Morgan Stanley sees global recession

3 June, 2019

Investors are overlooking the threat posed by the U.S.-China trade war, which could send the global economy into recession in less than a year, according to a research note published Sunday by Morgan Stanley. “Investors are generally of the view that the trade dispute could drag on for longer, but they appear to be overlooking its potential impact on the global macro outlook,” wrote Chetan Ahya, the investment bank’s chief economist.

President Donald Trump last month raised the tariffs on $200 billion worth of Chinese goods from 10% to 25%. U.S. officials have also threatened to impose tariffs on $300 billion in remaining Chinese imports.

Ahya noted that the outcome of the trade war at the moment “is highly uncertain” but warned that if the U.S. follows through with 25% tariffs on the additional Chinese imports, “We could end up in a recession in three quarters.”An economic slowdown in early 2020 could hamstring Trump’s electoral chances. Trump has campaigned on boosting growth and lowering unemployment, and made his deal-making abilities a signature aspect of his 2016 campaign. American voters head the the polls in November of next year.

Markets have tanked amid the trade uncertainty, with the S&P 500 down more than 6% last month and the Dow, as of Friday, marking losses for six straight weeks, the longest such streak in eight years.  The hit to equities was compounded last week by Trump’s threat of new tariffs on Mexico if it does not take new action to prevent unlawful immigration into the U.S. Trump has said the U.S. will impose escalating tariffs on Mexican imports starting at 5% on June 10.


Source  
Dollar is searching for its price ceiling

The dollar index has been growing almost daily in February, adding 2.5% from the beginning of the month to its peaks from May 2017. The dollar...

Gold sets records in euro and strives higher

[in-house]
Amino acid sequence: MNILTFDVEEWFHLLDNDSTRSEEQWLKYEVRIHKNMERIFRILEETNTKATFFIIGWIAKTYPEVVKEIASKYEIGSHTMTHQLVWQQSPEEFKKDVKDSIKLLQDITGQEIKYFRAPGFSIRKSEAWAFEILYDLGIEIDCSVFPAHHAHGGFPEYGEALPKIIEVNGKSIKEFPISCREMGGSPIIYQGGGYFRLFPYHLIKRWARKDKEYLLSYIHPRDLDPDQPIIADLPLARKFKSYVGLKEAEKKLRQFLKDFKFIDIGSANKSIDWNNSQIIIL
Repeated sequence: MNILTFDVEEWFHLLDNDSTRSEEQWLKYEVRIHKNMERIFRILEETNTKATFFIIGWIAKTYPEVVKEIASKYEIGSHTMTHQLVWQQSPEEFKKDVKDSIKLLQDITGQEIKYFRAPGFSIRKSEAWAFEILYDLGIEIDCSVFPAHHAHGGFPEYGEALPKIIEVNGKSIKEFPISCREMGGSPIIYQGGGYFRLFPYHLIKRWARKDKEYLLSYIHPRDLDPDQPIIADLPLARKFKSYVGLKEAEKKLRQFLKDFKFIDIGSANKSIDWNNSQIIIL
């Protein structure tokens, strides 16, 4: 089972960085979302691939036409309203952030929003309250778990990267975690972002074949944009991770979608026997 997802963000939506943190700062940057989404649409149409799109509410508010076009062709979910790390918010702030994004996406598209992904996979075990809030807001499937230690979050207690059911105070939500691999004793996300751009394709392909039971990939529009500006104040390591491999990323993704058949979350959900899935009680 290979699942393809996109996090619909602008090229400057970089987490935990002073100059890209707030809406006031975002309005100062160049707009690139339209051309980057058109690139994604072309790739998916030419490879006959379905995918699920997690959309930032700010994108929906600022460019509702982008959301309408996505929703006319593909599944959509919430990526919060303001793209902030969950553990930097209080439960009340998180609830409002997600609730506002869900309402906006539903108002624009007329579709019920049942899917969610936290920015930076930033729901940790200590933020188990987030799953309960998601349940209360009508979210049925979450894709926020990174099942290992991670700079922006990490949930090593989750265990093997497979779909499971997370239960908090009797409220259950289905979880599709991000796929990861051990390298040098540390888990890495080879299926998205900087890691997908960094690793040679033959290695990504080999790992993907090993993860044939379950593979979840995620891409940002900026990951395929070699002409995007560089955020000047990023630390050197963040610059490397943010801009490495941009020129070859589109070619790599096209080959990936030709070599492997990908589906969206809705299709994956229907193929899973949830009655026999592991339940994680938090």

Apple has returned to the market fear of the coronavirus' impact on the economy. The company said that the recovery of supply and sales might be delayed...

Dollar growth possible targets and timing

The dollar index closed last week above 99.0, in the three-years peaks area. After touching these levels in September-October last year...


Inflation threat vs Asian virus

The markets have returned to a cautious mood associated with a jump in the number of cases of coronavirus infection. New methods of disease...

Gold could reach $2000 this year

The liquidity injections by the PBC and other market support measures resulted in an impressive growth of so-called risk assets. American S&P 500...

BoE could cut interest rates

Bank of England Governor Mark Carney dropped a clear hint on Thursday that the central bank could cut interest rates if it looks like weakness...


The start of 2020 may repeat January 2018

Financial markets end the year on a high note, supported on the one hand by improved macroeconomic indicators, and, on the other, by hopes for an early...

OPEC considers production cuts

Saudi Arabia, Russia and their oil-producing allies are considering a range of options to maintain stability in the oil market just weeks ahead...

More Brexit votes, pound volatility?

At the start of trading on Monday, the British pound fell 0.6%, as a crucial Saturday vote on the new Brexit plan was postponed. Prime Minister...